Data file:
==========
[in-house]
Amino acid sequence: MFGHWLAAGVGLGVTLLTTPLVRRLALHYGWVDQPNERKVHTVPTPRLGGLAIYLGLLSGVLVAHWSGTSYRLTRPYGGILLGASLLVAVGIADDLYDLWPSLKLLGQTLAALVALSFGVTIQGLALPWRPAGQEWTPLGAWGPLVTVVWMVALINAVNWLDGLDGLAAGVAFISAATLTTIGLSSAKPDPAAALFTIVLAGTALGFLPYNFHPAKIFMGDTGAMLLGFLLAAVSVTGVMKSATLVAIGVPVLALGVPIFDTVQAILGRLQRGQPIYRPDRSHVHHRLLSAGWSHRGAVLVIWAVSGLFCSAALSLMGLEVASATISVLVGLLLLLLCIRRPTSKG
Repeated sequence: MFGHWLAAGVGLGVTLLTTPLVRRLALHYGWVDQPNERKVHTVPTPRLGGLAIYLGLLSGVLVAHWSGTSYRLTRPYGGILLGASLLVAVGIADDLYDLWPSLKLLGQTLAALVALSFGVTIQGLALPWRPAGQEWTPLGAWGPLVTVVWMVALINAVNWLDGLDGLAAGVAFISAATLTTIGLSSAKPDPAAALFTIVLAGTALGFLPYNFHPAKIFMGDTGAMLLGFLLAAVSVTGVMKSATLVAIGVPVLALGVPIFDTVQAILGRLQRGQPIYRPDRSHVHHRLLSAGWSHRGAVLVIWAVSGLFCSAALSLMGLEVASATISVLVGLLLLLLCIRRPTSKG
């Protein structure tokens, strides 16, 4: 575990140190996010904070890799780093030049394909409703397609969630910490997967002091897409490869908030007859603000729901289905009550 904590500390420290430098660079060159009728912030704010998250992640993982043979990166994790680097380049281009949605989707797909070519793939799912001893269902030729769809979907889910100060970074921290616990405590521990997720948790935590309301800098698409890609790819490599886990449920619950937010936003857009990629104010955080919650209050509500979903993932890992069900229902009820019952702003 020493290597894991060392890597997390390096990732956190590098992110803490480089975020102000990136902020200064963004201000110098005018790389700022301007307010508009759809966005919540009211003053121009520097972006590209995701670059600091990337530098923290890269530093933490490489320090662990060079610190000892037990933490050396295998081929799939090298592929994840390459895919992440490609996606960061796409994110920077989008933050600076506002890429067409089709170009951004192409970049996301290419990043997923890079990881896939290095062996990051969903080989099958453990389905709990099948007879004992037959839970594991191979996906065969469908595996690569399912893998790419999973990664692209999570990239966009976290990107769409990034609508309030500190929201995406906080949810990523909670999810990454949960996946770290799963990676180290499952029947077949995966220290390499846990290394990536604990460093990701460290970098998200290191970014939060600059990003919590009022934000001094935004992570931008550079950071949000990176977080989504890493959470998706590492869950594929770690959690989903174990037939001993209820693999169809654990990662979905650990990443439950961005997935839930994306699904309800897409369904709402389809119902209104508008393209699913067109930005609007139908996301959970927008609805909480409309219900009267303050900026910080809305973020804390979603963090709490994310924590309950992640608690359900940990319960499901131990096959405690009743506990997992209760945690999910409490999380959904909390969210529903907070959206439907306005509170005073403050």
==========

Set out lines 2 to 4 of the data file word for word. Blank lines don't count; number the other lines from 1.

Amino acid sequence: MFGHWLAAGVGLGVTLLTTPLVRRLALHYGWVDQPNERKVHTVPTPRLGGLAIYLGLLSGVLVAHWSGTSYRLTRPYGGILLGASLLVAVGIADDLYDLWPSLKLLGQTLAALVALSFGVTIQGLALPWRPAGQEWTPLGAWGPLVTVVWMVALINAVNWLDGLDGLAAGVAFISAATLTTIGLSSAKPDPAAALFTIVLAGTALGFLPYNFHPAKIFMGDTGAMLLGFLLAAVSVTGVMKSATLVAIGVPVLALGVPIFDTVQAILGRLQRGQPIYRPDRSHVHHRLLSAGWSHRGAVLVIWAVSGLFCSAALSLMGLEVASATISVLVGLLLLLLCIRRPTSKG
Repeated sequence: MFGHWLAAGVGLGVTLLTTPLVRRLALHYGWVDQPNERKVHTVPTPRLGGLAIYLGLLSGVLVAHWSGTSYRLTRPYGGILLGASLLVAVGIADDLYDLWPSLKLLGQTLAALVALSFGVTIQGLALPWRPAGQEWTPLGAWGPLVTVVWMVALINAVNWLDGLDGLAAGVAFISAATLTTIGLSSAKPDPAAALFTIVLAGTALGFLPYNFHPAKIFMGDTGAMLLGFLLAAVSVTGVMKSATLVAIGVPVLALGVPIFDTVQAILGRLQRGQPIYRPDRSHVHHRLLSAGWSHRGAVLVIWAVSGLFCSAALSLMGLEVASATISVLVGLLLLLLCIRRPTSKG
């Protein structure tokens, strides 16, 4: 575990140190996010904070890799780093030049394909409703397609969630910490997967002091897409490869908030007859603000729901289905009550 904590500390420290430098660079060159009728912030704010998250992640993982043979990166994790680097380049281009949605989707797909070519793939799912001893269902030729769809979907889910100060970074921290616990405590521990997720948790935590309301800098698409890609790819490599886990449920619950937010936003857009990629104010955080919650209050509500979903993932890992069900229902009820019952702003 020493290597894991060392890597997390390096990732956190590098992110803490480089975020102000990136902020200064963004201000110098005018790389700022301007307010508009759809966005919540009211003053121009520097972006590209995701670059600091990337530098923290890269530093933490490489320090662990060079610190000892037990933490050396295998081929799939090298592929994840390459895919992440490609996606960061796409994110920077989008933050600076506002890429067409089709170009951004192409970049996301290419990043997923890079990881896939290095062996990051969903080989099958453990389905709990099948007879004992037959839970594991191979996906065969469908595996690569399912893998790419999973990664692209999570990239966009976290990107769409990034609508309030500190929201995406906080949810990523909670999810990454949960996946770290799963990676180290499952029947077949995966220290390499846990290394990536604990460093990701460290970098998200290191970014939060600059990003919590009022934000001094935004992570931008550079950071949000990176977080989504890493959470998706590492869950594929770690959690989903174990037939001993209820693999169809654990990662979905650990990443439950961005997935839930994306699904309800897409369904709402389809119902209104508008393209699913067109930005609007139908996301959970927008609805909480409309219900009267303050900026910080809305973020804390979603963090709490994310924590309950992640608690359900940990319960499901131990096959405690009743506990997992209760945690999910409490999380959904909390969210529903907070959206439907306005509170005073403050």